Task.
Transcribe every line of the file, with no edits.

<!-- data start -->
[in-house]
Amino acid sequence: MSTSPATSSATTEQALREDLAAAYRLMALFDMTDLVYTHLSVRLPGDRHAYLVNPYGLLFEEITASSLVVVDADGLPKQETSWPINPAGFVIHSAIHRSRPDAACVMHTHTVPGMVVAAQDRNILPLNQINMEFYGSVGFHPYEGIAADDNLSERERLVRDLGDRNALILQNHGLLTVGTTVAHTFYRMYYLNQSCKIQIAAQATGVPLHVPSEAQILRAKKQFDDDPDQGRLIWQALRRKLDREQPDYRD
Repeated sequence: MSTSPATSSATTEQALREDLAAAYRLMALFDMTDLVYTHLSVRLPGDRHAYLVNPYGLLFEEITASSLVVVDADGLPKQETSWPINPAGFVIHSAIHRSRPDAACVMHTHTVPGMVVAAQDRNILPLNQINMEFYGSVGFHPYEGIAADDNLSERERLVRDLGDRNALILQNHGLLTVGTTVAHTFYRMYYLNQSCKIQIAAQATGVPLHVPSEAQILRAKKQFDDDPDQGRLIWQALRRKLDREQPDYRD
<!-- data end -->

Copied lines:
[in-house]
Amino acid sequence: MSTSPATSSATTEQALREDLAAAYRLMALFDMTDLVYTHLSVRLPGDRHAYLVNPYGLLFEEITASSLVVVDADGLPKQETSWPINPAGFVIHSAIHRSRPDAACVMHTHTVPGMVVAAQDRNILPLNQINMEFYGSVGFHPYEGIAADDNLSERERLVRDLGDRNALILQNHGLLTVGTTVAHTFYRMYYLNQSCKIQIAAQATGVPLHVPSEAQILRAKKQFDDDPDQGRLIWQALRRKLDREQPDYRD
Repeated sequence: MSTSPATSSATTEQALREDLAAAYRLMALFDMTDLVYTHLSVRLPGDRHAYLVNPYGLLFEEITASSLVVVDADGLPKQETSWPINPAGFVIHSAIHRSRPDAACVMHTHTVPGMVVAAQDRNILPLNQINMEFYGSVGFHPYEGIAADDNLSERERLVRDLGDRNALILQNHGLLTVGTTVAHTFYRMYYLNQSCKIQIAAQATGVPLHVPSEAQILRAKKQFDDDPDQGRLIWQALRRKLDREQPDYRD